Legal action should be taken against importers of GMO seeds trials: Kilimo Hai

Friday January 29 2021
kilimo pic

Tanzania Agricultural Minister, Prof Adolf Mkenda.

By Josephine Christopher

Dar es Salaam. Tanzania Organic Agriculture Movement (TOAM), has commended  government’s move to cancel field trials for genetically modified seeds in the country and urged authorities to take legal actions against those involved in the processes of importing and distributing the seeds to farmers.

In mid-January 2021, the newly appointed Tanzania Agricultural Minister, Prof Adolf Mkenda, announced the cancellation of research trials involving genetically modified organisms (GMOs) in the country and the decision to put in place extra biosafety scrutiny of imported genetically modified (GM) seeds.

Speaking at a news conference on Friday, TOAM's program manager and chief executive officer Mr Bakari Mongo said the people responsible for the  importation and distribution of the GMO seeds should be held accountable because they endangered the country’s biodiversity, environment and human health in general.

"Sources stated that the seeds that were imported without a proper procedure are cotton and sunflower seeds. Also those GMO seeds pose a contamination risk to the natural farmer's seeds that are widely used by the locals,” he said.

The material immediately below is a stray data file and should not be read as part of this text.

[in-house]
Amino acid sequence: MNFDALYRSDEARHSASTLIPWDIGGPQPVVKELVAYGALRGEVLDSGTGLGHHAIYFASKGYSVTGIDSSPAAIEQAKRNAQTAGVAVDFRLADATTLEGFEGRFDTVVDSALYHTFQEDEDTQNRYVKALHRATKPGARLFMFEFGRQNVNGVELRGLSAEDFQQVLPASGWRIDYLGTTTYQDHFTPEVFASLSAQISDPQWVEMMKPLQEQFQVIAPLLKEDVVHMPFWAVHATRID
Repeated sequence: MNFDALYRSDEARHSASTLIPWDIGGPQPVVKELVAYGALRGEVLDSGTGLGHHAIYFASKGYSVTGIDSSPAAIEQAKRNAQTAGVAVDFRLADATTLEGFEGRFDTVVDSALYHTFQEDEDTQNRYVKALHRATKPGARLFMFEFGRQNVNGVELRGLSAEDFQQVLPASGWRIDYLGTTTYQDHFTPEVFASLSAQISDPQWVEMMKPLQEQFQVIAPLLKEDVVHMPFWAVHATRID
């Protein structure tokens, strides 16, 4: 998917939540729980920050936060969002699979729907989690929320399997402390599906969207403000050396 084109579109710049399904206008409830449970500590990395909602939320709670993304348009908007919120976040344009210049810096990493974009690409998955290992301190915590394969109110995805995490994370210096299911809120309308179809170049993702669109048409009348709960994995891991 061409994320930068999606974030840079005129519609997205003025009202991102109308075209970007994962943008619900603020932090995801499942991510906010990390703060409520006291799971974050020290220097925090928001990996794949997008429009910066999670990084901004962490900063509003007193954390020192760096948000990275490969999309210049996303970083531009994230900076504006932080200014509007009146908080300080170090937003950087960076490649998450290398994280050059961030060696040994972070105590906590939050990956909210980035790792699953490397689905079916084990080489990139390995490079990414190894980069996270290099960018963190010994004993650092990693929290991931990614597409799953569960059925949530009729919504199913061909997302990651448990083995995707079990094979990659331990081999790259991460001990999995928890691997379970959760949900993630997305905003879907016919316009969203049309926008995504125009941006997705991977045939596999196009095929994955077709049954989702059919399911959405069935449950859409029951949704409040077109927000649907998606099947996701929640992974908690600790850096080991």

Prof Adolf Mkenda announcement was at the Tanzania Agricultural Research Institute (TARI) Mikocheni centre in Dar es Salaam.

This is the second time the Tanzanian government has cancelled GM trials. In 2018, then Permanent Secretary of the Ministry of Agriculture Mathew Mtigumwe released a similar statement later verified by the then Ministry of Agriculture – to immediately halt all field trials.

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"If there are farmers who were distributed with the GMO seeds we advise that they should tear their crops out and burn them,"  says Mr Mongo

When he cancelled the GMO trials in mid-January, the minister also raised concerns that if the nation lets free entrance of foreign seeds, “there will be seed market dominance by a few agricultural companies with local farmers forced to buy from them every year hence creating seed dependence.”